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Data
is prop thrust proportional to pitch?
Frequently cited in this forum is the idea that propeller thrust is directly proportional to pitch.
EQ. 1T = K * rho*P*n^2*D^3 Propeller theory is well developed and verified and says that: Eq. 2T  Ct*rho*n^2*D^4. For the first equation to be true it must equal the second equation. EQ. 3Then Ct = K*P/D That is, Ct must be directly proportional to the ratio of P/D. Static APC Thin Electric Ct data was extracted from the UIUC data base and augmented with data from other sources and the results plotted against P/D. The value for Ct at P/D = 0.6 was selected and applied to the third equation to calculate the value of Ct for other values of P/D. The results are shown in the attached graph. The conclusion is that thrust is not proportional to pitch except for low values of P/D. Hence use of this formula for values of P/D greater than about 0.6 will likely produce results grossly in error, especially at P/D ratios approaching 1.0 






Presumably you are discussing static thrust.
Especially with the ridiculously high power to weight or static thrust to weight systems most LiPo powered brushless motor models have, IMO static thrust is of limited relevance, except in the negative sense that it overshadows the importance of available thrust at practical and desired flying speeds. While in flight thrust is practically impossible to measure in hobby situations, the combination of rules of thumb regarding power to weight and predicted pitch speed of at least 2.5 times stall speed, and much higher for high speed models is an effective proxy. Doesn't matter if static thrust is accurately predicted and measured to well exceed model weight if that thrust drops off so rapidly with forward speed that the model requires fill throttle to stagger around the circuit. Conversely, IMO it does not matter one jot if a commonly used formula badly predicts static thrust at higher P/D (probably because the blades are stalled at 0 airspeed) when at the common 100W /lb sports benchmark: whatever static thrust is developed is still way better than 0.5:1, ie more than ample for sparkling takeoff performance; Models require takeoff rolls of few to barely tens of metres; The prop unstalls either during the takeoff roll or shortly after and thrust likely is closer to predictions; The model can climb near vertically; and The model can achieve the desired speed. So for me, even if it is harder to model or predict, a higher P/D ratio than around 0.50.75 that seems to dominate commonly available (ie lhs, most online shops) prop sizes can be very valuable if not essential. I think that even after decades of electric flight, there is still a tendency to stick with the well undersquare prop sizes required for high rpm low prop diameter IC solutions, which are also affected by minimum thrust at idle rpm and landing airspeed, rather than larger diameter squarer props running at lower rpm. In my observation this is the case with some glow equivalent labeling brands which no doubt achieve good glow equivalence, but are often not an optimal clean sheet electric system solution. Although they are easy to sell to customers struggling with the breadth of options electric power offers.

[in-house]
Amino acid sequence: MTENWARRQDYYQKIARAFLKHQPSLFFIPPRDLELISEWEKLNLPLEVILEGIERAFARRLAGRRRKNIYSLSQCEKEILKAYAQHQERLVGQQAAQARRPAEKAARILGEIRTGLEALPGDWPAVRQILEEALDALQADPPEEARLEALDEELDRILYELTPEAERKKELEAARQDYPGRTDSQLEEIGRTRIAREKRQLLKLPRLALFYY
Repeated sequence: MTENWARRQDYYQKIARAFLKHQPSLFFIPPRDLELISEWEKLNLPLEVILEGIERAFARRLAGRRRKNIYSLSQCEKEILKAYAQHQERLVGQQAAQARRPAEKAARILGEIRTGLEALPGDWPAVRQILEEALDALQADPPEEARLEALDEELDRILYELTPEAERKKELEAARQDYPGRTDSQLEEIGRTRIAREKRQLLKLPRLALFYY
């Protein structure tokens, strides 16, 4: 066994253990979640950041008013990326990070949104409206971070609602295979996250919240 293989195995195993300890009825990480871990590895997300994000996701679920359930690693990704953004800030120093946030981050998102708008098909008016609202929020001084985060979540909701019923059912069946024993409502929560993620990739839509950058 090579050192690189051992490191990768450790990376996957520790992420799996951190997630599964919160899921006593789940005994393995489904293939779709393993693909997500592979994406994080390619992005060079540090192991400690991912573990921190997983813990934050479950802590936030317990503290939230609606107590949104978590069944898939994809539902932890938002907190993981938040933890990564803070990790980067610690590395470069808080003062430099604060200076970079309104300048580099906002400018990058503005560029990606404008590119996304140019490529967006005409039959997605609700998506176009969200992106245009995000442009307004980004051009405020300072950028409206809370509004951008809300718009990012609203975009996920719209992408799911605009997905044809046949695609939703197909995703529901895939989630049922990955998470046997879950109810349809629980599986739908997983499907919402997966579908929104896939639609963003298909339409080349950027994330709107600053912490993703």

Thread OP

Scirocco,
Your comments are good ones from a pragmatic view point. The purpose of this post was to encourage those who make the claim that thrust is proportional to pitch to include a qualifier to the effect that the equation is limited in its application. Without that qualifier one might be led to believe that high pitch props can produce far more thrust than they actually can at a given rpm and diameter. In any case, the rule fails completely as soon as the air speed is more than a few % of the tip speed which is most of the time in flight ( Advance ratio > 0.2). Its poor advice when people are mislead on these matters. Bill 




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The data presented in the first post is rather abstract, so attached to this post are two graphs illustrating the effect of changing pitch while holding the diameter and rpm constant. The graphs plot 11 inch diameter thrust or prop input power as a function of air speed assuming 6,000 rpm. These results are based on wind tunnel data.